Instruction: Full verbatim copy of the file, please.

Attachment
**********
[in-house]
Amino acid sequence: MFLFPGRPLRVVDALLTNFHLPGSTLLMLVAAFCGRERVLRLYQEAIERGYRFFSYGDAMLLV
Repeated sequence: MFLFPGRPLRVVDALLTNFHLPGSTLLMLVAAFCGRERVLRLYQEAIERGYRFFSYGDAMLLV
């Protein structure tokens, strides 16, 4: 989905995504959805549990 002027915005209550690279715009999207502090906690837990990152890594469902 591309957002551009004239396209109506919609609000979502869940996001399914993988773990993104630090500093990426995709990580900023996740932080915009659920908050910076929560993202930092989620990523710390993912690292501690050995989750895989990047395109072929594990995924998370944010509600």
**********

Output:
[in-house]
Amino acid sequence: MFLFPGRPLRVVDALLTNFHLPGSTLLMLVAAFCGRERVLRLYQEAIERGYRFFSYGDAMLLV
Repeated sequence: MFLFPGRPLRVVDALLTNFHLPGSTLLMLVAAFCGRERVLRLYQEAIERGYRFFSYGDAMLLV
């Protein structure tokens, strides 16, 4: 989905995504959805549990 002027915005209550690279715009999207502090906690837990990152890594469902 591309957002551009004239396209109506919609609000979502869940996001399914993988773990993104630090500093990426995709990580900023996740932080915009659920908050910076929560993202930092989620990523710390993912690292501690050995989750895989990047395109072929594990995924998370944010509600």